Johnny Majors endorses Gruden without reservations: 'One of the best coaches I've ever had'
KNOXVILLE — Jon Gruden’s name is once again at the forefront of the Tennessee head coaching search.
Gruden’s ties to Tennessee date to 1986 when he launched his coaching career as a graduate assistant under head coach Johnny Majors.
Majors told Saturday Down South that Gruden would be a good fit as Butch Jones’ permanent replacement.
“When I first met him … I was impressed with him and his work habits,” Majors said. “He was always ready to go.
“It was Jon’s first job out of college and he was very impressive from every standpoint. He was neat, he was tough; very intelligent and hard-nosed.”
Majors remembers the current ESPN/Monday Night Football analyst being a strong motivator who carried himself with good humor while still projecting seriousness and confidence — “a healthy mixture.”
- Johnny Majors
Gruden joined Majors’ staff straight out of his college playing career at Dayton, where he was a three-year letterman and backup quarterback and graduated with a communications degree in 1985.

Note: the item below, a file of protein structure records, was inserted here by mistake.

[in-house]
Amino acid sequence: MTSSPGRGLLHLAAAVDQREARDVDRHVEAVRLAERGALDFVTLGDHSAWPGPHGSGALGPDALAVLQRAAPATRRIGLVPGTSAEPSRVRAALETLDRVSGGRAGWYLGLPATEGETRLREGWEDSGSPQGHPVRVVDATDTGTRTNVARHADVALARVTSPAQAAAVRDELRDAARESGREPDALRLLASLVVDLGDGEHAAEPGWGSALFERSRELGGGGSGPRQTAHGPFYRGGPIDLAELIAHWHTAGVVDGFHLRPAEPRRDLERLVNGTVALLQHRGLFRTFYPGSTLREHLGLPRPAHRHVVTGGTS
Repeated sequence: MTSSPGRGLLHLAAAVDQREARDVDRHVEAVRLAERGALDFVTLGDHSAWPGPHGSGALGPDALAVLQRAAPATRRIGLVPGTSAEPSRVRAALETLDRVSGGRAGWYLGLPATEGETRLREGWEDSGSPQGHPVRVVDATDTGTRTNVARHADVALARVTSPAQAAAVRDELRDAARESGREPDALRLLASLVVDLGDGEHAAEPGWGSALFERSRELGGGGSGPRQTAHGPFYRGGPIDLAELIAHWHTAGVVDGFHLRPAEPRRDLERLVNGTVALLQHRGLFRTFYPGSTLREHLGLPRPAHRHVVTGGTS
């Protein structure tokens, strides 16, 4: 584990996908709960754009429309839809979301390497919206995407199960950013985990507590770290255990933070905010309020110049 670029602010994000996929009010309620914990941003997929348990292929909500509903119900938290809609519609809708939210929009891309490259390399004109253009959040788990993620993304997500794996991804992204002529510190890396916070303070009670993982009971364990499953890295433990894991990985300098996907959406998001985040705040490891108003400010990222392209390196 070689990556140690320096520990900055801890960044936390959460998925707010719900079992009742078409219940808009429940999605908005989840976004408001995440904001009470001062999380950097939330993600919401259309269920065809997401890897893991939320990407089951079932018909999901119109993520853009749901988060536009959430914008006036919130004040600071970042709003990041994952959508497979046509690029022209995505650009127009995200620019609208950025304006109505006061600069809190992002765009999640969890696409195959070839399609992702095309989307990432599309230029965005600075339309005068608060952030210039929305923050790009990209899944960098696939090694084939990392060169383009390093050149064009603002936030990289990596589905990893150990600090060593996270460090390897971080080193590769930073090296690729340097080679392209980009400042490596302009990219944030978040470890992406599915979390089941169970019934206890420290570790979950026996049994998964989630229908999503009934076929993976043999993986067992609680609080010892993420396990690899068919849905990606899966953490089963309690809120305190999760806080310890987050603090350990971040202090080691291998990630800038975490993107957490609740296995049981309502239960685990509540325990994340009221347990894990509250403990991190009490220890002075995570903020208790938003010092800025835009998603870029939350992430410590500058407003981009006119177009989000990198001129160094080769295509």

Majors said that Gruden would stay at the football offices “until 2 in the morning working on scouting reports and getting our scout team ready to run what they needed to in practice.
“He was a guy that was dedicated from the very start and tried to be as good as he could be and to be the best,” Majors said. “He did not settle for anything less and was extremely cooperative and forthcoming. When I asked him a question that he did not know, he would tell you he did not know and was straightforward. He was very honest, with great character and leadership qualities.”
Those qualities, not to mention Super Bowl-winning NFL credentials, make Gruden “one of the best coaches I’ve ever had,” Majors said.
Among his former assistants, Majors puts Gruden right up there with Jackie Sherrill and Jimmy Johnson, a couple of other famous names Majors mentored early in their careers. Majors hired Sherrill to his first full-time job as defensive backs coach at Iowa State in 1968 and Jimmie Johnson as an assistant on the same Cyclones team.
Unlike Johnson, Gruden doesn’t boast a strong pre-NFL college resume. While Johnson won a national title with the Miami Hurricanes before leading the Dallas Cowboys to two NFL crowns, Gruden was last seen in the college game in 1991 as wide receivers coach at Pittsburgh. Before that, he made stops as an offensive assistant at Southeast Missouri State (quarterbacks) and Pacific (tight ends).
No matter, says Majors.
“Good coaches can coach anywhere and at any level,” Majors said. “Gruden has the energy to coach at any level and he could handle being successful in recruiting. There would be no adjustment for him as smart as he is and as determined and dedicated as he is.”
Is Gruden interested? Does AD John Currie consider him a serious candidate?
“Only time will tell,” Majors says.